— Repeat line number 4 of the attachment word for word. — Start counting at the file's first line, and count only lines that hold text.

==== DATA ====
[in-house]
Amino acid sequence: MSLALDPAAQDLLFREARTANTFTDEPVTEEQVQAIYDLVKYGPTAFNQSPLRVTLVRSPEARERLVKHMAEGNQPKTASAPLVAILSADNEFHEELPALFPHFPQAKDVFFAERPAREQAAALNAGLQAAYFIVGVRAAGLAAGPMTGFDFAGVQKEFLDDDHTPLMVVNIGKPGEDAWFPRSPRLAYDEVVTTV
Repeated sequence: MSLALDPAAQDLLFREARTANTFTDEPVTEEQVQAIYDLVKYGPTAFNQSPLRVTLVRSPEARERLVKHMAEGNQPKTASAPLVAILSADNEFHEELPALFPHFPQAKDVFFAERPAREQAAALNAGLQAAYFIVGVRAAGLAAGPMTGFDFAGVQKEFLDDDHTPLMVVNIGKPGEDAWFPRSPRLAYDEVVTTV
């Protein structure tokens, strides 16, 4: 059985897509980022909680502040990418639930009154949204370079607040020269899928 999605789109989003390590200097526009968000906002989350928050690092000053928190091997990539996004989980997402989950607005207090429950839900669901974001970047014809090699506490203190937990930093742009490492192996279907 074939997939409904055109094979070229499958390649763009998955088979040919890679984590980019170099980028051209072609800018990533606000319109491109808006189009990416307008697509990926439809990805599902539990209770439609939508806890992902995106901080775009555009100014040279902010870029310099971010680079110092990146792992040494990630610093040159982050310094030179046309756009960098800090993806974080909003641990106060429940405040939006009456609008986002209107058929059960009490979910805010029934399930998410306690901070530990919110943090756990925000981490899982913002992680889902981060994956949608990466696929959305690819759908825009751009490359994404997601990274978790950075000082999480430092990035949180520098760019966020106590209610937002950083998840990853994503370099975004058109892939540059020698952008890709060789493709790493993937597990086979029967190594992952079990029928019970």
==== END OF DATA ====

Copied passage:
């Protein structure tokens, strides 16, 4: 059985897509980022909680502040990418639930009154949204370079607040020269899928 999605789109989003390590200097526009968000906002989350928050690092000053928190091997990539996004989980997402989950607005207090429950839900669901974001970047014809090699506490203190937990930093742009490492192996279907 074939997939409904055109094979070229499958390649763009998955088979040919890679984590980019170099980028051209072609800018990533606000319109491109808006189009990416307008697509990926439809990805599902539990209770439609939508806890992902995106901080775009555009100014040279902010870029310099971010680079110092990146792992040494990630610093040159982050310094030179046309756009960098800090993806974080909003641990106060429940405040939006009456609008986002209107058929059960009490979910805010029934399930998410306690901070530990919110943090756990925000981490899982913002992680889902981060994956949608990466696929959305690819759908825009751009490359994404997601990274978790950075000082999480430092990035949180520098760019966020106590209610937002950083998840990853994503370099975004058109892939540059020698952008890709060789493709790493993937597990086979029967190594992952079990029928019970």